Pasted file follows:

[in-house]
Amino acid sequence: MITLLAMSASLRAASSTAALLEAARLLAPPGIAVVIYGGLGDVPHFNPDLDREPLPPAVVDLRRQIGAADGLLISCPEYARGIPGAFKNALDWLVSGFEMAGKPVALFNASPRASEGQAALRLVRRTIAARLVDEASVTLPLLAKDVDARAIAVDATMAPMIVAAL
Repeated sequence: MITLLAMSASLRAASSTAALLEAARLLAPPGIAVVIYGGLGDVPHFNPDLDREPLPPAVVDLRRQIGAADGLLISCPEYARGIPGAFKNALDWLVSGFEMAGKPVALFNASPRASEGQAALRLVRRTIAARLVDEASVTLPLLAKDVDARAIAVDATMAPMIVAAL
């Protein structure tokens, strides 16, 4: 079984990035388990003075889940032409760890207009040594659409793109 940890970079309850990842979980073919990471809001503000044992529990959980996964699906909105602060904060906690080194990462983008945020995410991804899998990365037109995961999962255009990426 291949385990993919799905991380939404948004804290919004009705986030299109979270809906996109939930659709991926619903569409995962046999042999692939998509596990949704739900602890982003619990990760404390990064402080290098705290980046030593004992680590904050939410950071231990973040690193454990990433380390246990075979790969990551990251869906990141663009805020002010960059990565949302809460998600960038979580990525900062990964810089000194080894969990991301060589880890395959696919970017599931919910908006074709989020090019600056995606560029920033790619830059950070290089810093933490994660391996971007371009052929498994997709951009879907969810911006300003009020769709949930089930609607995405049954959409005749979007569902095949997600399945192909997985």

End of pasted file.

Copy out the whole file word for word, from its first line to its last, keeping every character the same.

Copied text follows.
[in-house]
Amino acid sequence: MITLLAMSASLRAASSTAALLEAARLLAPPGIAVVIYGGLGDVPHFNPDLDREPLPPAVVDLRRQIGAADGLLISCPEYARGIPGAFKNALDWLVSGFEMAGKPVALFNASPRASEGQAALRLVRRTIAARLVDEASVTLPLLAKDVDARAIAVDATMAPMIVAAL
Repeated sequence: MITLLAMSASLRAASSTAALLEAARLLAPPGIAVVIYGGLGDVPHFNPDLDREPLPPAVVDLRRQIGAADGLLISCPEYARGIPGAFKNALDWLVSGFEMAGKPVALFNASPRASEGQAALRLVRRTIAARLVDEASVTLPLLAKDVDARAIAVDATMAPMIVAAL
């Protein structure tokens, strides 16, 4: 079984990035388990003075889940032409760890207009040594659409793109 940890970079309850990842979980073919990471809001503000044992529990959980996964699906909105602060904060906690080194990462983008945020995410991804899998990365037109995961999962255009990426 291949385990993919799905991380939404948004804290919004009705986030299109979270809906996109939930659709991926619903569409995962046999042999692939998509596990949704739900602890982003619990990760404390990064402080290098705290980046030593004992680590904050939410950071231990973040690193454990990433380390246990075979790969990551990251869906990141663009805020002010960059990565949302809460998600960038979580990525900062990964810089000194080894969990991301060589880890395959696919970017599931919910908006074709989020090019600056995606560029920033790619830059950070290089810093933490994660391996971007371009052929498994997709951009879907969810911006300003009020769709949930089930609607995405049954959409005749979007569902095949997600399945192909997985």